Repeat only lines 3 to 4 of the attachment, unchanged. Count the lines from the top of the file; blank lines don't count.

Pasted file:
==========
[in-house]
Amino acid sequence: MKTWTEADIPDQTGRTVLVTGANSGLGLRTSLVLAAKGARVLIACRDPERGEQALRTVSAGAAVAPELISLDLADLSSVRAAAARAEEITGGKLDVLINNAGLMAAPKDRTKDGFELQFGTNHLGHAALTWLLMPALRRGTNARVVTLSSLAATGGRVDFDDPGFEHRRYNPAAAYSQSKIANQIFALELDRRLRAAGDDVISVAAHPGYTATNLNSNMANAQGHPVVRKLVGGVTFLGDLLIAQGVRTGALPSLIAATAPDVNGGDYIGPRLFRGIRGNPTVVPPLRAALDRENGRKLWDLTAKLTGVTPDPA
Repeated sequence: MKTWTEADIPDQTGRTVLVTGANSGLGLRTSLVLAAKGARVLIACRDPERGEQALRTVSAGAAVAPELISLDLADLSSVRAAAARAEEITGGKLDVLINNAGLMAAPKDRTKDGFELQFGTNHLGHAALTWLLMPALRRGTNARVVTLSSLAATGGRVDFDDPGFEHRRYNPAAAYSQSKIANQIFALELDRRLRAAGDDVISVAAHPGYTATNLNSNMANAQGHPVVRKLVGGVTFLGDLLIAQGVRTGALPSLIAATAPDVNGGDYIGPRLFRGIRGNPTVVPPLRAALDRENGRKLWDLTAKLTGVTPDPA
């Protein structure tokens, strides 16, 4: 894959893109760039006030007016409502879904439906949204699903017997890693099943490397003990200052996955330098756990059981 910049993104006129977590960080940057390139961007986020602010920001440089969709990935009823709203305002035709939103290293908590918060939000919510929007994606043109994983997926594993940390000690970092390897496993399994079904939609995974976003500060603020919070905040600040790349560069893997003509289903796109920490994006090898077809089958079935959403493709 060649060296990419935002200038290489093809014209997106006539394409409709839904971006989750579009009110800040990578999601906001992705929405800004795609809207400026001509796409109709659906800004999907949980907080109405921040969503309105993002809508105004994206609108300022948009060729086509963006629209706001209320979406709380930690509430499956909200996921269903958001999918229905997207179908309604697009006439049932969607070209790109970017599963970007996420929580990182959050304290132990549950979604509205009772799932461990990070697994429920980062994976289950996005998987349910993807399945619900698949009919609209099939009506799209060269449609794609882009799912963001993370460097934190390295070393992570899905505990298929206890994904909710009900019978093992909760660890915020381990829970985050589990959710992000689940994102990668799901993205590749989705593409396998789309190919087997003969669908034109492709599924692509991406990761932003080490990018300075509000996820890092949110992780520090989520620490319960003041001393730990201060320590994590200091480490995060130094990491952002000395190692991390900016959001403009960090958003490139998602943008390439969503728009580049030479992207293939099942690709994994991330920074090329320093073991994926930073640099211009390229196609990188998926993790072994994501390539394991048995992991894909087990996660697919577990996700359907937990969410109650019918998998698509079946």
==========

Repeated sequence: MKTWTEADIPDQTGRTVLVTGANSGLGLRTSLVLAAKGARVLIACRDPERGEQALRTVSAGAAVAPELISLDLADLSSVRAAAARAEEITGGKLDVLINNAGLMAAPKDRTKDGFELQFGTNHLGHAALTWLLMPALRRGTNARVVTLSSLAATGGRVDFDDPGFEHRRYNPAAAYSQSKIANQIFALELDRRLRAAGDDVISVAAHPGYTATNLNSNMANAQGHPVVRKLVGGVTFLGDLLIAQGVRTGALPSLIAATAPDVNGGDYIGPRLFRGIRGNPTVVPPLRAALDRENGRKLWDLTAKLTGVTPDPA
């Protein structure tokens, strides 16, 4: 894959893109760039006030007016409502879904439906949204699903017997890693099943490397003990200052996955330098756990059981 910049993104006129977590960080940057390139961007986020602010920001440089969709990935009823709203305002035709939103290293908590918060939000919510929007994606043109994983997926594993940390000690970092390897496993399994079904939609995974976003500060603020919070905040600040790349560069893997003509289903796109920490994006090898077809089958079935959403493709 060649060296990419935002200038290489093809014209997106006539394409409709839904971006989750579009009110800040990578999601906001992705929405800004795609809207400026001509796409109709659906800004999907949980907080109405921040969503309105993002809508105004994206609108300022948009060729086509963006629209706001209320979406709380930690509430499956909200996921269903958001999918229905997207179908309604697009006439049932969607070209790109970017599963970007996420929580990182959050304290132990549950979604509205009772799932461990990070697994429920980062994976289950996005998987349910993807399945619900698949009919609209099939009506799209060269449609794609882009799912963001993370460097934190390295070393992570899905505990298929206890994904909710009900019978093992909760660890915020381990829970985050589990959710992000689940994102990668799901993205590749989705593409396998789309190919087997003969669908034109492709599924692509991406990761932003080490990018300075509000996820890092949110992780520090989520620490319960003041001393730990201060320590994590200091480490995060130094990491952002000395190692991390900016959001403009960090958003490139998602943008390439969503728009580049030479992207293939099942690709994994991330920074090329320093073991994926930073640099211009390229196609990188998926993790072994994501390539394991048995992991894909087990996660697919577990996700359907937990969410109650019918998998698509079946």